The table of love & loss

This weekend saw the second annual event to remember people lost to sudden, violent deaths. It was an emotional occasion, but one that was full of love and hope.

 

This time of year can be a difficult one for many bereaved people. And when someone has died suddenly it can trigger a lot of reliving and feelings of panic, which I guess is what trauma is. Which is why it can be important to talk to other people who have been through the same thing. In my experience, you are generally on safer ground talking to people who have been through more or less the same thing.

The terrain for those who haven’t is tricky because the bereaved person feels they just want them to say ‘fine’ when they ask ‘how are you?’, they just want it to be somehow better [which it can’t be], or expect them to have ‘moved on’.

Maybe that’s unfair, but just as some people – even members of the family – avoid you because they don’t know what to say, I now avoid people who I feel expect me to say ‘fine’ or, worse, tell me what to do as if they would somehow do it ‘better’ or talk to me as if I am an objective bystander on the situation [for instance, that the person who killed my daughter is probably really anguished when I am telling them he has shown absolutely no remorse and didn’t even come to court to be sentenced]], because it makes me feel worse.

That’s not to say that there are not people who take the time to listen and don’t make you feel that way and sometimes I say ‘fine’ because I just don’t want to have the conversation at that particular time. I too do tend to speak about it all as if I am a reporter on my own life sometimes because detachment makes it easier. And I definitely don’t want to speak about it all the time. I long for distraction.

It’s very difficult to negotiate for everyone involved. So I found myself on Sunday at an event in East Ham for people who have been through sudden, violent deaths. It doesn’t sound like a bundle of laughs, I know, and I was, to be honest, worried that it might be a bit overwhelming. In fact it was both difficult and life-affirming. It was called the Table of Love & Loss and was set up by the amazing Ayse Hussein whose cousin Jan Mustafa was found murdered in April 2019. Ayse wants to focus not on the terrible deaths of people like her much loved cousin, but on their lives, on who they were and their lasting legacy.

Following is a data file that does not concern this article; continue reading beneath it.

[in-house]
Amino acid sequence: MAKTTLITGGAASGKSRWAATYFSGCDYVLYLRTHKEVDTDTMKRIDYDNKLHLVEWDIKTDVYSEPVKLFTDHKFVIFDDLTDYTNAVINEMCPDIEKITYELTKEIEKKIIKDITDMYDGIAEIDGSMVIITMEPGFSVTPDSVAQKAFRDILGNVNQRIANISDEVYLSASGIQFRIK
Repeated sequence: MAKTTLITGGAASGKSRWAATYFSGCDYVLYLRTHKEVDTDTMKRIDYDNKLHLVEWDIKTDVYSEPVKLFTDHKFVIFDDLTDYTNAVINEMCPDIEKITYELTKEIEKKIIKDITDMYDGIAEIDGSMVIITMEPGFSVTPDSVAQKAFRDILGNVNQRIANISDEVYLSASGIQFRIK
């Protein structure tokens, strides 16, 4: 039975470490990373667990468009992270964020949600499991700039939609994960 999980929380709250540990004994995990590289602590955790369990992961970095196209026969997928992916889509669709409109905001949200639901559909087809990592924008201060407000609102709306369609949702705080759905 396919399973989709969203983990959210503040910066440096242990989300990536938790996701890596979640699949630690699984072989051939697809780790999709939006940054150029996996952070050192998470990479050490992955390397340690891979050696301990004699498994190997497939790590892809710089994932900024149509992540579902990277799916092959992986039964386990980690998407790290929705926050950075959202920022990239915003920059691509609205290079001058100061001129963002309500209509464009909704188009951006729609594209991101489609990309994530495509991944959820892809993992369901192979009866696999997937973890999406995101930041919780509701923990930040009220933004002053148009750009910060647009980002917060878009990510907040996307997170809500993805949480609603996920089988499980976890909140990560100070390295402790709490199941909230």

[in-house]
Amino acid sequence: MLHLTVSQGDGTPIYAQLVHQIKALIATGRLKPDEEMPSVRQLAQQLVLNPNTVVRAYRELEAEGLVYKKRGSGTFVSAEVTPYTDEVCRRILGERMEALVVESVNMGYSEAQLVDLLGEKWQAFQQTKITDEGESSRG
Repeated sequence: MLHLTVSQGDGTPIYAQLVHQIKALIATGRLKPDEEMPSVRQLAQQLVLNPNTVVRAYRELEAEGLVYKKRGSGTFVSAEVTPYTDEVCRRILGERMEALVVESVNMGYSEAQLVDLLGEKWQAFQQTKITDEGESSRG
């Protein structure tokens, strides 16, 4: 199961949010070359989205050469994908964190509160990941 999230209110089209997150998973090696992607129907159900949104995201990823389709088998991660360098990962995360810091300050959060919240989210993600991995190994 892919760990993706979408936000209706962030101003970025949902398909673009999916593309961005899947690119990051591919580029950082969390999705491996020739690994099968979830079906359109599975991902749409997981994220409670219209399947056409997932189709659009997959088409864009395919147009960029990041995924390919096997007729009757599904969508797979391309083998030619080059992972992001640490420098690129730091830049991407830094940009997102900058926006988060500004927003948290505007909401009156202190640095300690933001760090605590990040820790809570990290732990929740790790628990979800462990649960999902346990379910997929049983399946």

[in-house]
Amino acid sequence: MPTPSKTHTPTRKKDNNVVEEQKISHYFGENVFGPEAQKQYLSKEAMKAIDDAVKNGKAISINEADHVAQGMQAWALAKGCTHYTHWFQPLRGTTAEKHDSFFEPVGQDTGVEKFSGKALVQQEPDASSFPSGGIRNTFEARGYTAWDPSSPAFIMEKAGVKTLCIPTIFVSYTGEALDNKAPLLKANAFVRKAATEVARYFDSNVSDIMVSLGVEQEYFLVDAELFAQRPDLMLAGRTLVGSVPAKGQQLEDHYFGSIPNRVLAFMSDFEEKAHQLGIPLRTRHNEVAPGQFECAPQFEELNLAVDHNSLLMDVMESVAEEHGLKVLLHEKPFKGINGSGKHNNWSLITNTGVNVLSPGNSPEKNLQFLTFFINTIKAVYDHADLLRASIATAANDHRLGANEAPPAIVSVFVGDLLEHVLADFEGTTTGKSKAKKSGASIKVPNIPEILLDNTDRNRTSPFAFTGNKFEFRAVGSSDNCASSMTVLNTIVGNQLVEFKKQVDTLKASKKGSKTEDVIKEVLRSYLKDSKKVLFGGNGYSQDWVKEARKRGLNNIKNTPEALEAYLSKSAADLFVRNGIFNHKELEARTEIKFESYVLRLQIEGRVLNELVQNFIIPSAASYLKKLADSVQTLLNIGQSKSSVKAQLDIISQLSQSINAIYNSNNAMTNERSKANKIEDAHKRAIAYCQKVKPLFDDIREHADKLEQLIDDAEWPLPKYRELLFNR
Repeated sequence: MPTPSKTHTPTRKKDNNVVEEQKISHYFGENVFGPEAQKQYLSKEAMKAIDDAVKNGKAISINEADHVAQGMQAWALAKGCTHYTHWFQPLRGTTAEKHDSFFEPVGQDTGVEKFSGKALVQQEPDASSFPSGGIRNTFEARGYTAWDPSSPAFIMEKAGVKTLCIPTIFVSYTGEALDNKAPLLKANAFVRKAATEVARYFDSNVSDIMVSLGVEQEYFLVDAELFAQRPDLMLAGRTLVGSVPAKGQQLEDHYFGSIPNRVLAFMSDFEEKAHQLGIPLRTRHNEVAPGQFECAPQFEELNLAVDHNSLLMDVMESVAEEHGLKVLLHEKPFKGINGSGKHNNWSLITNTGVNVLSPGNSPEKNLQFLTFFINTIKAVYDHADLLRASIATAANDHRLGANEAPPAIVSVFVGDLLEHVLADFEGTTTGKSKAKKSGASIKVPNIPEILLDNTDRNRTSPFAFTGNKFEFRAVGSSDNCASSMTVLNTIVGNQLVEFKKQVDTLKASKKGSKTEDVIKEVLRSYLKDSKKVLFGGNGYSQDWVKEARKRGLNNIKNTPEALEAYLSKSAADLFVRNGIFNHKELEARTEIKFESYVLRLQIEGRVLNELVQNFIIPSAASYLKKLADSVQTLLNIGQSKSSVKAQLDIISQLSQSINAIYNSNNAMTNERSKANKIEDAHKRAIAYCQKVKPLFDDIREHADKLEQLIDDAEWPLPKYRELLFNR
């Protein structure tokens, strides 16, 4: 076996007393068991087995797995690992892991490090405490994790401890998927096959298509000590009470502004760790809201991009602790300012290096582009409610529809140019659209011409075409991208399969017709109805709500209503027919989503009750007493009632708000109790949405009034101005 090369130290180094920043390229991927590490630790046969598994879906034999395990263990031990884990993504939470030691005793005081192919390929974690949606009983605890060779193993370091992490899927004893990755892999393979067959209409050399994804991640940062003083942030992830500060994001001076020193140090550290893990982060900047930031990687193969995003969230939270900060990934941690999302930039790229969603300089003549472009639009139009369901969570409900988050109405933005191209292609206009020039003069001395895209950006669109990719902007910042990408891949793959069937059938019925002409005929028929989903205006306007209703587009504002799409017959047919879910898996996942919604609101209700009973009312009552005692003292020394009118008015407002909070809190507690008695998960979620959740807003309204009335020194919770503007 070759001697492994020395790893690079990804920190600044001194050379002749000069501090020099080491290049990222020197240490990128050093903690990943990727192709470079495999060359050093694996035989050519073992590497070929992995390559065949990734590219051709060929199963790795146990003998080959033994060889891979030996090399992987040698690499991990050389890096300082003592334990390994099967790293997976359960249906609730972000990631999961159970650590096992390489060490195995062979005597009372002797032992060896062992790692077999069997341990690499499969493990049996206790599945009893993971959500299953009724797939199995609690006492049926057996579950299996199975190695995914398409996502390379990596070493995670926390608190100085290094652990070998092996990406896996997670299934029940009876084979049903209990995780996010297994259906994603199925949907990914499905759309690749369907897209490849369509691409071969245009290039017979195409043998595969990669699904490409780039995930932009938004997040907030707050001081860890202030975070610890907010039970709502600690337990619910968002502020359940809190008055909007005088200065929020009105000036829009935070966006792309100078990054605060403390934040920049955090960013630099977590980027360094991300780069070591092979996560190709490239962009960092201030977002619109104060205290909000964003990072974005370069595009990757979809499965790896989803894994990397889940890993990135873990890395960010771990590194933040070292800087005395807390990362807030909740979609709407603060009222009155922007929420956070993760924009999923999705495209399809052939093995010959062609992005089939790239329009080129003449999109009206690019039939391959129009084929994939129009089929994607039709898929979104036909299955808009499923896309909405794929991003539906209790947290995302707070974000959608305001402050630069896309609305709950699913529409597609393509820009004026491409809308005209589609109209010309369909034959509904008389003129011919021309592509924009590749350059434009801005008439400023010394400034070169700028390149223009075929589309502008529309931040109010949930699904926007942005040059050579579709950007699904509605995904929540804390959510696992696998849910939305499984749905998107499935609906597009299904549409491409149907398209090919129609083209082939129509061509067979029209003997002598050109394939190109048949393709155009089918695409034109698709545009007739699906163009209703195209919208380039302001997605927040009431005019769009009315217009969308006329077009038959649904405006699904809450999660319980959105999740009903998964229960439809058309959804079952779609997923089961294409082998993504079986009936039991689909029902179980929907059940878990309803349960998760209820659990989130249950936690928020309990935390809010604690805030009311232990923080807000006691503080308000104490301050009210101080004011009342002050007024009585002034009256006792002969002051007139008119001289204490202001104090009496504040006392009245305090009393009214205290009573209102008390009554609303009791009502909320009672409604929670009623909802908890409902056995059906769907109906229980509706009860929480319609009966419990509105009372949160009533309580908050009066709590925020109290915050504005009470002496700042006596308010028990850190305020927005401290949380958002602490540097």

I went with a friend who I met through a trauma group, whose son was killed in 2021. We shared a table to remember our children. We brought photos and items that reminded us of our children – for Anisha, her cowprint trousers, some philosophy books, music and more. How do you sum up a person in things when they were so very much more, beyond things and beyond words really?

We spoke to other families who had lost loved ones to murder or road deaths. We spoke to the Victim’s Commissioner for London about the need for more help for the families of road deaths specifically as they are so numerous and there is so little support available to navigate all the awful aftermath, the court cases, the lawyers, the press and so much more. We listened to galvanising speeches about domestic violence, women’s rights and the importance of coming together to celebrate our loved ones.

It was emotional and draining, but also a day full of hope and love because that is what powers us and if the world could harness and support that better rather than avoiding victims’ families or treating them like something to be managed [one woman described how police labelled her hysterical for being emotional about her son’s death] how much more could we do?



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